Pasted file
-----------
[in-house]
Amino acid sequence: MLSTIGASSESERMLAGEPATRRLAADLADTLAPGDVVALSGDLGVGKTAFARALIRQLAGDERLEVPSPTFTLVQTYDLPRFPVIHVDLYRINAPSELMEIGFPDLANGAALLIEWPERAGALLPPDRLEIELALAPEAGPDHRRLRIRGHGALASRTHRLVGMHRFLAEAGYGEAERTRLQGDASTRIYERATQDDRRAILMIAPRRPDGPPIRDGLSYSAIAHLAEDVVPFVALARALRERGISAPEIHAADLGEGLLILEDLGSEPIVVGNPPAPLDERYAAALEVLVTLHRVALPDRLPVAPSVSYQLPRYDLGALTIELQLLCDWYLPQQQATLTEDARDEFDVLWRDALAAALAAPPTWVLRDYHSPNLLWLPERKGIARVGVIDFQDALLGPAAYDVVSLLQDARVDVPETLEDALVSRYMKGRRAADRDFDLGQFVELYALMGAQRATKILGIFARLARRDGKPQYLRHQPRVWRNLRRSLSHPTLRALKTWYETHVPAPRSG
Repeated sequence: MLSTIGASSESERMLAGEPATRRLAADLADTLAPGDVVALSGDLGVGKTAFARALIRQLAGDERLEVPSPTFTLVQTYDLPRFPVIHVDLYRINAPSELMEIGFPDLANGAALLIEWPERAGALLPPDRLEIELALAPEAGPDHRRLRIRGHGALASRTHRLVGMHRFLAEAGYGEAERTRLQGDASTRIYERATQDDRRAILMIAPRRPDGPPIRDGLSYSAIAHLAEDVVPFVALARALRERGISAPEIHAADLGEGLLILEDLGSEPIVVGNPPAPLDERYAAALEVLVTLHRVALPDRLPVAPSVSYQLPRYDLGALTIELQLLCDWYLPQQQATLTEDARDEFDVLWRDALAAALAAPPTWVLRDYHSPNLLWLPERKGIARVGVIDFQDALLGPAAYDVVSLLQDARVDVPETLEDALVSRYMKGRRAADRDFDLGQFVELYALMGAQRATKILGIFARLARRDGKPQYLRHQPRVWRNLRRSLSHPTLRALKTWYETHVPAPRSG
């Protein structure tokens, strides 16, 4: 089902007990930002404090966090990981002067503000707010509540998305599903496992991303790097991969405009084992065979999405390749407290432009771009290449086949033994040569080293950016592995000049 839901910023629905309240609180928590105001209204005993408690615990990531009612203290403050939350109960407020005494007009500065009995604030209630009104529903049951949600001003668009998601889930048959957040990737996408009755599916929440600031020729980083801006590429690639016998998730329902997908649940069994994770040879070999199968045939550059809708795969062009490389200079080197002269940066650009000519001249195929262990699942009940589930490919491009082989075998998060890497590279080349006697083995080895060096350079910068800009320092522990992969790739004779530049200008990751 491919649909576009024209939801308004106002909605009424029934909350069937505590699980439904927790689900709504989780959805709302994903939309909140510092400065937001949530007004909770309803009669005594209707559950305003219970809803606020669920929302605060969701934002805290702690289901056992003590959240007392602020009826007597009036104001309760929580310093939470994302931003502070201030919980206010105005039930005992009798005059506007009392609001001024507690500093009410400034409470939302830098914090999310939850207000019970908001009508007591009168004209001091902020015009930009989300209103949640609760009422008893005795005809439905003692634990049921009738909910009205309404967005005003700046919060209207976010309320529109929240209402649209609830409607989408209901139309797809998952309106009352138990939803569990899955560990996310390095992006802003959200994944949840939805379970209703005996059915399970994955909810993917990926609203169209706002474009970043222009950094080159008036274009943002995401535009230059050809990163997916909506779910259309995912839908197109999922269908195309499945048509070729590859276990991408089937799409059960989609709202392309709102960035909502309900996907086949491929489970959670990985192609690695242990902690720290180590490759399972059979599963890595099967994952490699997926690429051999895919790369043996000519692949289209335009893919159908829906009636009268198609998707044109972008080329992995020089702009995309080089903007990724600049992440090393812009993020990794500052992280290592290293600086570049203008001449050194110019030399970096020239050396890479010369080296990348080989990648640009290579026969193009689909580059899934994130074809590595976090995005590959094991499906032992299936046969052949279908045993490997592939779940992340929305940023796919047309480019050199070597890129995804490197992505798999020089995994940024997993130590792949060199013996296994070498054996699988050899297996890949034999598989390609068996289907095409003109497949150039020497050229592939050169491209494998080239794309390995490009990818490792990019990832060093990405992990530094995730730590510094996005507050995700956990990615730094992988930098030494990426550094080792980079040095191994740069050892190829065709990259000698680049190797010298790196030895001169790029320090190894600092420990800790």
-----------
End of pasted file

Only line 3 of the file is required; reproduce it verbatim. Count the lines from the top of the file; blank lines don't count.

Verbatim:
Repeated sequence: MLSTIGASSESERMLAGEPATRRLAADLADTLAPGDVVALSGDLGVGKTAFARALIRQLAGDERLEVPSPTFTLVQTYDLPRFPVIHVDLYRINAPSELMEIGFPDLANGAALLIEWPERAGALLPPDRLEIELALAPEAGPDHRRLRIRGHGALASRTHRLVGMHRFLAEAGYGEAERTRLQGDASTRIYERATQDDRRAILMIAPRRPDGPPIRDGLSYSAIAHLAEDVVPFVALARALRERGISAPEIHAADLGEGLLILEDLGSEPIVVGNPPAPLDERYAAALEVLVTLHRVALPDRLPVAPSVSYQLPRYDLGALTIELQLLCDWYLPQQQATLTEDARDEFDVLWRDALAAALAAPPTWVLRDYHSPNLLWLPERKGIARVGVIDFQDALLGPAAYDVVSLLQDARVDVPETLEDALVSRYMKGRRAADRDFDLGQFVELYALMGAQRATKILGIFARLARRDGKPQYLRHQPRVWRNLRRSLSHPTLRALKTWYETHVPAPRSG